Opinion: Convenience is everything in our brave new world of food
Farmers provided most of the heartening moments in last week's RTÉ documentary How Ireland Eats, a fascinating but ultimately chilling snapshot of our current relationship with food, from the stance of a primary producer and a parent of young children.
The standing of farmers has been fading in the eyes of the consumer, but this programme showed what is still at the heart of most of us - passion for what we do and love for our stock.
We first saw Conor O'Malley out at the crack of dawn checking if a field of potatoes were warm enough to lift.
Then Peter Whelan got emotional talking about slaughtering his obviously well-cared-for pigs, while his comment about how different they would look in a few days, when they've "had a haircut and are in two halves", just added to his authenticity.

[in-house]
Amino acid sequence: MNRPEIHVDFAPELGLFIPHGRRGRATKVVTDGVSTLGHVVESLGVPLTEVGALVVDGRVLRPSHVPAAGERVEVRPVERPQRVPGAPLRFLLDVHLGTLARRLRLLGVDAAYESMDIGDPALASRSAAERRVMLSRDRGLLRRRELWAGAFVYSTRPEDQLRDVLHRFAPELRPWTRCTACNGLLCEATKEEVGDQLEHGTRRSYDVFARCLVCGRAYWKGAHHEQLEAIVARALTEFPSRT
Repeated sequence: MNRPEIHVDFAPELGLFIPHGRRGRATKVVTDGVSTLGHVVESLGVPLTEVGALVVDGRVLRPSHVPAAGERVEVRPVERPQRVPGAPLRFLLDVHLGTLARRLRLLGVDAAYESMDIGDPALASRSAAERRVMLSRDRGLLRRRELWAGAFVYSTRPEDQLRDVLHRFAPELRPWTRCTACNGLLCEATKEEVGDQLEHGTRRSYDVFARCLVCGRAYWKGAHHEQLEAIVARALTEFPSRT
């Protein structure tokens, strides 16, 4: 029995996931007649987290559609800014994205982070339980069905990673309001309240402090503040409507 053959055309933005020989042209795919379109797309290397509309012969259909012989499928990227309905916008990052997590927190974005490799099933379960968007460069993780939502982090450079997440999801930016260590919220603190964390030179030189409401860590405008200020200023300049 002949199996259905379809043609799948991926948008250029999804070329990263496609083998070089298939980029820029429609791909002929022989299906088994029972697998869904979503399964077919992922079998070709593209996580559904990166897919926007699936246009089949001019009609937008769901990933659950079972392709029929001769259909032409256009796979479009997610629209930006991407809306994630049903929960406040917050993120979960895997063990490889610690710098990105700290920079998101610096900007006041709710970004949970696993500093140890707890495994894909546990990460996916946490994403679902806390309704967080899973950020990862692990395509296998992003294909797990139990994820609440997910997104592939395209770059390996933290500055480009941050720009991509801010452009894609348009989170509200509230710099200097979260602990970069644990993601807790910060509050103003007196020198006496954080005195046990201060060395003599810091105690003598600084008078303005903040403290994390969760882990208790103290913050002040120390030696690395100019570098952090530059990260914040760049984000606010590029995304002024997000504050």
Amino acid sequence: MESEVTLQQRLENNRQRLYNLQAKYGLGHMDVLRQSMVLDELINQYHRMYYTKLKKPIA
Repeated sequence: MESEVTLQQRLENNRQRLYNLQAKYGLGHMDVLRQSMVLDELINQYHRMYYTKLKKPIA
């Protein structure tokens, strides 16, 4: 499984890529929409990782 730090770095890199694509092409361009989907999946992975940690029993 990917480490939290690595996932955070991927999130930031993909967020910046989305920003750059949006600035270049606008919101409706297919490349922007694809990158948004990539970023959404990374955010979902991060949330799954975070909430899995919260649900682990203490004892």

We also saw army sergeant Stevie Lafferty prepare a fresh (and probably healthy, nutritious and tasty) meal for 150 cadets on a diesel oven in a field in Cork. We even saw them baking brown soda bread, as his "mammy made".
But after that, I felt myself repeatedly saying a phrase my own mother used to use, "God be with the days when …."
My jaw first dropped when the chef in a 4-star hotel with, presumably, access to the best of equipment, told us that vegetables for a wedding had been prepared the day before. They were "blast chilled down" then "regenerated" for 12-15 minutes in an oven.
Is this replicated at big events in hotels across the country?